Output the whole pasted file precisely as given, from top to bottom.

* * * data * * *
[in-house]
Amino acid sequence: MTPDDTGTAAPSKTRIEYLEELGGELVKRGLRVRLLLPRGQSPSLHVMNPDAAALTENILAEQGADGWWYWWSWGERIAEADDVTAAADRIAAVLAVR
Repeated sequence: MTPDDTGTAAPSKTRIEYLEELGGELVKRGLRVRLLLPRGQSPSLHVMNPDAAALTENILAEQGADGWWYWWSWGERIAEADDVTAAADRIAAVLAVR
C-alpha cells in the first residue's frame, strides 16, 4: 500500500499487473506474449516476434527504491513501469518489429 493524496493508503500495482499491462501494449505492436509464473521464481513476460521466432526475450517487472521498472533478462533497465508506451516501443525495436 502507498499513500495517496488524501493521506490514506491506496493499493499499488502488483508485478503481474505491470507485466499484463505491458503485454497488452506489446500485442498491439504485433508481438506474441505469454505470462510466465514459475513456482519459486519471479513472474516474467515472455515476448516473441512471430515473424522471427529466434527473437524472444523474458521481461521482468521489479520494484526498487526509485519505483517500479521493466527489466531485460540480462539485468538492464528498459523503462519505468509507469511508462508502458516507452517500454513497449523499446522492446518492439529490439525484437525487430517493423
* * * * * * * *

[in-house]
Amino acid sequence: MTPDDTGTAAPSKTRIEYLEELGGELVKRGLRVRLLLPRGQSPSLHVMNPDAAALTENILAEQGADGWWYWWSWGERIAEADDVTAAADRIAAVLAVR
Repeated sequence: MTPDDTGTAAPSKTRIEYLEELGGELVKRGLRVRLLLPRGQSPSLHVMNPDAAALTENILAEQGADGWWYWWSWGERIAEADDVTAAADRIAAVLAVR
C-alpha cells in the first residue's frame, strides 16, 4: 500500500499487473506474449516476434527504491513501469518489429 493524496493508503500495482499491462501494449505492436509464473521464481513476460521466432526475450517487472521498472533478462533497465508506451516501443525495436 502507498499513500495517496488524501493521506490514506491506496493499493499499488502488483508485478503481474505491470507485466499484463505491458503485454497488452506489446500485442498491439504485433508481438506474441505469454505470462510466465514459475513456482519459486519471479513472474516474467515472455515476448516473441512471430515473424522471427529466434527473437524472444523474458521481461521482468521489479520494484526498487526509485519505483517500479521493466527489466531485460540480462539485468538492464528498459523503462519505468509507469511508462508502458516507452517500454513497449523499446522492446518492439529490439525484437525487430517493423